Fabrication of Photonic Microbricks via Crack Engineering of Colloidal Crystals


Phillips KR, Zhang CT, Yang T, Kay T, Gao C, Brandt S, Liu L, Yang H, Li Y, Aizenberg J, et al. Fabrication of Photonic Microbricks via Crack Engineering of Colloidal Crystals. Advanced Functional Materials. 2020;(30) :1908242.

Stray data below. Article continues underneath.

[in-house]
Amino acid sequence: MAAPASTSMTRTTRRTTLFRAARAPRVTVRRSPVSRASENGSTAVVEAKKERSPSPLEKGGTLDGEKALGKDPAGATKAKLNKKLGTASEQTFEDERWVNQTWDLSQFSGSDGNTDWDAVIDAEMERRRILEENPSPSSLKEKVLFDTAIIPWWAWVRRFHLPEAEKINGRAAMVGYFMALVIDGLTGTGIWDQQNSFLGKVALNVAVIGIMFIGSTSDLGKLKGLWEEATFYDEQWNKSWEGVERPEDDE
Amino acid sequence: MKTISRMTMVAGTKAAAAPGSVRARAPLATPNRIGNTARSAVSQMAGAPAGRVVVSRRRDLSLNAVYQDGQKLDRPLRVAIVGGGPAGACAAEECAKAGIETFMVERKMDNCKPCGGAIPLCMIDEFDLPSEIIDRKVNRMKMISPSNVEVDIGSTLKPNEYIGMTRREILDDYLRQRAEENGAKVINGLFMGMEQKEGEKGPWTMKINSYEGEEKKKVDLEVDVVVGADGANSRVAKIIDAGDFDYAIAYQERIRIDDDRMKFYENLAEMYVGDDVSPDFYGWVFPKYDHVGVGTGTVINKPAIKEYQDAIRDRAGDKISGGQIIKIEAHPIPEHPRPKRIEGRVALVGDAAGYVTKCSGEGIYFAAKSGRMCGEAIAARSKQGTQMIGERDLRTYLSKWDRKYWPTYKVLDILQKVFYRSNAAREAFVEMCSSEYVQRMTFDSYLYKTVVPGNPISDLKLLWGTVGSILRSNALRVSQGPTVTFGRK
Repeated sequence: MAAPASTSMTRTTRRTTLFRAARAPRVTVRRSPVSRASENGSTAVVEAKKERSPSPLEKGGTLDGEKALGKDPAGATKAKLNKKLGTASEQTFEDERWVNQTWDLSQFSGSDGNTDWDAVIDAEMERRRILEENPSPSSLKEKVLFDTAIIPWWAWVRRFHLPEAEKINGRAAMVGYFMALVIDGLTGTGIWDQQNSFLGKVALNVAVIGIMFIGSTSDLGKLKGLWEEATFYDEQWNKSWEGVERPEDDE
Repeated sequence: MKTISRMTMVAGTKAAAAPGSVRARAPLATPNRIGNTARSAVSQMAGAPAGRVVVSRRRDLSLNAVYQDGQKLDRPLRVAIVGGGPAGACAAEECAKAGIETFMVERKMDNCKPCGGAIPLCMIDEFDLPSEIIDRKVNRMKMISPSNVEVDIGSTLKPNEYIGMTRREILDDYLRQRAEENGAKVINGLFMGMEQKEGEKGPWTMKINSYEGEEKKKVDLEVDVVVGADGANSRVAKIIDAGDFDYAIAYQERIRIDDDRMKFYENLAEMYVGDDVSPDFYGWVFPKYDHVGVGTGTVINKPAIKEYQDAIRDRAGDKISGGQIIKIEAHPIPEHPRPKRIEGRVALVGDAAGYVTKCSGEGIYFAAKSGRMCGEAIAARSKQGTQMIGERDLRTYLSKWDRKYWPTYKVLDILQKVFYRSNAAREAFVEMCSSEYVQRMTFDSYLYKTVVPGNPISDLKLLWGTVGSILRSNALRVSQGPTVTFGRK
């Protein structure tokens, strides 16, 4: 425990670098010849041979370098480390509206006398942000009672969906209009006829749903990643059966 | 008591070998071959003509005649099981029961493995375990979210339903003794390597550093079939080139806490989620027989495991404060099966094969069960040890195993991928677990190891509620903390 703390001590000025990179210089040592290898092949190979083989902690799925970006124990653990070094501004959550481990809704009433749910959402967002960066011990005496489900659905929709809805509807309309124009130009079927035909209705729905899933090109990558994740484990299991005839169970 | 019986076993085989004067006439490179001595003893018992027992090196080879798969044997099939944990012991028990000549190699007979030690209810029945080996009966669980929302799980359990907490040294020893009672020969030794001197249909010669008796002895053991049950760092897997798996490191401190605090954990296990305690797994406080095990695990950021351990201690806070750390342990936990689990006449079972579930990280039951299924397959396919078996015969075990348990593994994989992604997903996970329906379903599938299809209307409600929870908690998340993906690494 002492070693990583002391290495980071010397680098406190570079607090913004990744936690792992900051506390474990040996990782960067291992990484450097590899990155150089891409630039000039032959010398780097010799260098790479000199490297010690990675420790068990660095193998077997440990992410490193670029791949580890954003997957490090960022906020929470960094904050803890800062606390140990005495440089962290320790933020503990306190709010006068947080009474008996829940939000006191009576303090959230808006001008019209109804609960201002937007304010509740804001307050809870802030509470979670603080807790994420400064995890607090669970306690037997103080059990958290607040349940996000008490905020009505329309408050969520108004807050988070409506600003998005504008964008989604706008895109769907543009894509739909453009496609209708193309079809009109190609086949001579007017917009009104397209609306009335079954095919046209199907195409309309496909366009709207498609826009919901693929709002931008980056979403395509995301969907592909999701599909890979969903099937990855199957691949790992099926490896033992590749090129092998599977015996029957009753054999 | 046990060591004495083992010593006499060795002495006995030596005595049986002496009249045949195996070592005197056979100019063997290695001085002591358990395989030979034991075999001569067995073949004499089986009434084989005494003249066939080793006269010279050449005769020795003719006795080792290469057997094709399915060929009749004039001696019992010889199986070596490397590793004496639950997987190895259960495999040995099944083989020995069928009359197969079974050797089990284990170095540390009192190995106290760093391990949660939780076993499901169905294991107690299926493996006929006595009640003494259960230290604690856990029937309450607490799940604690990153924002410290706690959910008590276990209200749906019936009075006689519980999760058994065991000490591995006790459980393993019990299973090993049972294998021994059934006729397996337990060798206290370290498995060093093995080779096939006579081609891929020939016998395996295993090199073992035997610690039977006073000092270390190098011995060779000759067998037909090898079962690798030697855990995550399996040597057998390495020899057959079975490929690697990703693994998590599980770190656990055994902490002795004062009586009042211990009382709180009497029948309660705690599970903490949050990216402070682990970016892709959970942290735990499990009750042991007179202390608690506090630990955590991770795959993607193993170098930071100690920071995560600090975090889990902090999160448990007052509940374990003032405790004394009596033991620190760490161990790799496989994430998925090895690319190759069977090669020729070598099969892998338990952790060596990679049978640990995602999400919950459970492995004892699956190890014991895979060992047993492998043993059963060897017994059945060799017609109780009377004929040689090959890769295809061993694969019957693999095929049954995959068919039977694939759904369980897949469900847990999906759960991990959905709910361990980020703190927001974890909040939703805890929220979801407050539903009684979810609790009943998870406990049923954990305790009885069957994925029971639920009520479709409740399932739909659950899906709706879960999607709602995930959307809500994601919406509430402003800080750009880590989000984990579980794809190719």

Evaporation-induced self-assembly of colloidal particles is one of the most versatile fabrication routes to obtain large-area colloidal crystals; however, the formation of uncontrolled “drying cracks” due to gradual solvent evaporation represents a significant challenge of this process. While several methods are reported to minimize crack formation during evaporation-induced colloidal assembly, here an approach is reported to take advantage of the crack formation as a patterning tool to fabricate microscopic photonic structures with controlled sizes and geometries. This is achieved through a mechanistic understanding of the fracture behavior of three different types of opal structures, namely, direct opals (colloidal crystals with no matrix material), compound opals (colloidal crystals with matrix material), and inverse opals (matrix material templated by a sacrificial colloidal crystal). This work explains why, while direct and inverse opals tend to fracture along the expected {111} planes, the compound opals exhibit a different cracking behavior along the nonclose-packed {110} planes, which is facilitated by the formation of cleavage-like fracture surfaces. The discovered principles are utilized to fabricate photonic microbricks by programming the crack initiation at specific locations and by guiding propagation along predefined orientations during the self-assembly process, resulting in photonic microbricks with controlled sizes and geometries.

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